What Developers Should Know About Microsoft Visual Studio LightSwitch

The first mention of Microsoft Visual
Studio LightSwitch
was at the VSLive! event in August of 2010. It’s gone
through two beta releases with an announced availability for version 1.0 to
MSDN subscribers on July 26. LightSwitch is an intriguing product focused on
building lightweight applications that access a data source and present results
through a variety of different screens. You can build fully functional
applications without writing any code, although if you need any customization
you’ll need to use either Visual Basic or C#.

Business developers are a prime target for LightSwitch. From
an application perspective, LightSwitch is aimed at minimally complex
applications with straightforward requirements. In many situations the basic
need is to grab some data and throw it up on the screen. You might need some
simple filter or query capability, but that’s just about it. You might call
LightSwitch the ad hoc developer’s tool, although that’s probably not what
Microsoft had in mind.

Data is the Key

Accessing multiple kinds of data is, without a doubt, the
single common thread amongst most business developers. The data might be stored
in a SQL server or even an Access database. Another common task is converting
data from one format to another and then storing it in a database. The obvious
data sources for a Microsoft shop are SQL Server and Microsoft Access.
Other possibilities include SharePoint,
SQL Azure and a Windows
Communication Foundation
(WCF) Rich
Internet Application
(RIA) Service.

That last one (WCF RIA) is essentially the glue between the
presentation tier and data access layer. Creating one of these things is way
beyond casual programmer knowledge and would be a potential opportunity for
enterprising ISVs. It also highlights the fact that you will need some
additional tools if the data you wish to access is stored in something other than
a Microsoft product.

Presentation Layer Magic

Creating quick-and-dirty applications is another stated goal
of LightSwitch. Visual Basic has filled this role for many years but doesn’t
really meet the needs of the casual developer. The biggest issue for creating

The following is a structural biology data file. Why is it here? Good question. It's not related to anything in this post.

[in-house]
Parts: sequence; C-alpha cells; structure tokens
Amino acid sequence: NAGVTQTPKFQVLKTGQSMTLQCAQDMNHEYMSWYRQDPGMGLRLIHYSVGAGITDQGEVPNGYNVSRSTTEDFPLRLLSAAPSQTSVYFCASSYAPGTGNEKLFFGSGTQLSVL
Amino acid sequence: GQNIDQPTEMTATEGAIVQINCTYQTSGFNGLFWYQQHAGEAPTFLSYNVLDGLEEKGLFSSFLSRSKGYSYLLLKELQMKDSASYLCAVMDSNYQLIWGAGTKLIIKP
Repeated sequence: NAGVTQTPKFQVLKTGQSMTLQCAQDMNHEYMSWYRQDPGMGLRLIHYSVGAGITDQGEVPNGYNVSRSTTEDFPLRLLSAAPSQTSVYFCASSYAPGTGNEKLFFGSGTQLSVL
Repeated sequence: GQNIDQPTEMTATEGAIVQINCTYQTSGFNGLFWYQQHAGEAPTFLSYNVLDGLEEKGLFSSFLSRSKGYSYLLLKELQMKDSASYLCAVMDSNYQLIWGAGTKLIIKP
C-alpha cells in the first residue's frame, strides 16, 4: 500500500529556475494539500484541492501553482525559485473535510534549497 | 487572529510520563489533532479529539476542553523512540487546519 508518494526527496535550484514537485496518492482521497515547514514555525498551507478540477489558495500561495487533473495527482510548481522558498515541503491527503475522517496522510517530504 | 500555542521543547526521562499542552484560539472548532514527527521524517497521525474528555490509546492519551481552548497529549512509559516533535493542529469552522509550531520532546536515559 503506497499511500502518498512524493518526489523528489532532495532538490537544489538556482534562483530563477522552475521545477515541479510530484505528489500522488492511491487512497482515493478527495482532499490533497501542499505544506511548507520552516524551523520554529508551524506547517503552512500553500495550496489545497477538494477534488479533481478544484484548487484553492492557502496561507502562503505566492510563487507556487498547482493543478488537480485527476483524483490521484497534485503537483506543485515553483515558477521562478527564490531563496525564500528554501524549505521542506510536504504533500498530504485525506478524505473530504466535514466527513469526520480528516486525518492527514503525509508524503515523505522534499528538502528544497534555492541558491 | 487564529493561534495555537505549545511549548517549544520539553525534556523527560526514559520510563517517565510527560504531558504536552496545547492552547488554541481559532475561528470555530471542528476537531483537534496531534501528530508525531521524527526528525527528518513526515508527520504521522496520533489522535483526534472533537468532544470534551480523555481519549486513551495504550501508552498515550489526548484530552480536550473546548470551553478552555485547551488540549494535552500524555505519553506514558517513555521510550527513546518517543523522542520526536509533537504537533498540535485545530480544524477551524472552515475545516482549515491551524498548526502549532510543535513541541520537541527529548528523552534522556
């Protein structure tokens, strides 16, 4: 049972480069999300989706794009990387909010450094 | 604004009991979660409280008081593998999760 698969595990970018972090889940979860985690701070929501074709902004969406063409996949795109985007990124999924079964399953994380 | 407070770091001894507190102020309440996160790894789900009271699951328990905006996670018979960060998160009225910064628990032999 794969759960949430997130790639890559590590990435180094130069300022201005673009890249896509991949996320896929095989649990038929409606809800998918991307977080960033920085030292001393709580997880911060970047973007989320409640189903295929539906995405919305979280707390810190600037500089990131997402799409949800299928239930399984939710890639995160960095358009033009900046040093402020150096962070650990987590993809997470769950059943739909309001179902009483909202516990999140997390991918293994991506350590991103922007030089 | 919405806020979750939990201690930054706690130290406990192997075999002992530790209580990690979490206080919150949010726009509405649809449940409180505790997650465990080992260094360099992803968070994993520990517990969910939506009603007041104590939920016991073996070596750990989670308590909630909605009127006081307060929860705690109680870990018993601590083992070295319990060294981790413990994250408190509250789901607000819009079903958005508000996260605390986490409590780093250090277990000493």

"custom" business applications is almost always how the information
is presented to the user. While Visual Basic does make it possible to build
simple applications, it does require a certain amount of coding using the
language to add the necessary functionality.

LightSwitch takes care of many of the rudimentary tasks for
which you have traditionally had to write code, such as querying a database and
filling a grid with the results. It provides a nice visual designer to create
your forms and reports. LightSwitch also adds a number of new capabilities for
data validation, such as recognizing an e-mail or telephone number field and
validating it for you. Be aware that LightSwitch refers to unique data input or
output forms as screens.

Opportunities

Independent Software Vendors (ISVs) should take a hard look
at LightSwitch from the perspective of potential add-on features. LightSwitch
has basic database connectivity capabilities out of the box but doesn’t even
begin to address all of the data sources businesses need to service. It’s also
somewhat limited in terms of the customized screen components although the
usual vendors here have already announced support.

The good news for programmers already familiar with Visual
Basic or C# is you don’t have to learn anything new. In fact, you can take your
VB or C# skills and put them to work right away with LightSwitch. If you want
to get started now, you’ll find an Extensions Cookbook and sample project
available on the MSDN
site
.

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